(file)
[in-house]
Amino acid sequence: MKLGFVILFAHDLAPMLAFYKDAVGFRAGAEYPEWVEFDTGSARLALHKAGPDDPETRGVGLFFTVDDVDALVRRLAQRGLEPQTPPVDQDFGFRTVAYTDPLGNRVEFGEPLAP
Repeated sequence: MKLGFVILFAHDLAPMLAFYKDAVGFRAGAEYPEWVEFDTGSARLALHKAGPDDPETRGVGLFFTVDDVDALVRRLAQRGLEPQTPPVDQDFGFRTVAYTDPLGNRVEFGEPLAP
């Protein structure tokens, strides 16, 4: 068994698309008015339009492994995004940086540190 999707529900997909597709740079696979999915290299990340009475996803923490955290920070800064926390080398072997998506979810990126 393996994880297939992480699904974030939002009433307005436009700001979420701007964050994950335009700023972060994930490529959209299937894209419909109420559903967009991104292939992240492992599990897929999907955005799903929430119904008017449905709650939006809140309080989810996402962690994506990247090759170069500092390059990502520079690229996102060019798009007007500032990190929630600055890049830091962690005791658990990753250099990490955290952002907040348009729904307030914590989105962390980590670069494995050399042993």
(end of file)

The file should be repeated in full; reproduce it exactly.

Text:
[in-house]
Amino acid sequence: MKLGFVILFAHDLAPMLAFYKDAVGFRAGAEYPEWVEFDTGSARLALHKAGPDDPETRGVGLFFTVDDVDALVRRLAQRGLEPQTPPVDQDFGFRTVAYTDPLGNRVEFGEPLAP
Repeated sequence: MKLGFVILFAHDLAPMLAFYKDAVGFRAGAEYPEWVEFDTGSARLALHKAGPDDPETRGVGLFFTVDDVDALVRRLAQRGLEPQTPPVDQDFGFRTVAYTDPLGNRVEFGEPLAP
């Protein structure tokens, strides 16, 4: 068994698309008015339009492994995004940086540190 999707529900997909597709740079696979999915290299990340009475996803923490955290920070800064926390080398072997998506979810990126 393996994880297939992480699904974030939002009433307005436009700001979420701007964050994950335009700023972060994930490529959209299937894209419909109420559903967009991104292939992240492992599990897929999907955005799903929430119904008017449905709650939006809140309080989810996402962690994506990247090759170069500092390059990502520079690229996102060019798009007007500032990190929630600055890049830091962690005791658990990753250099990490955290952002907040348009729904307030914590989105962390980590670069494995050399042993």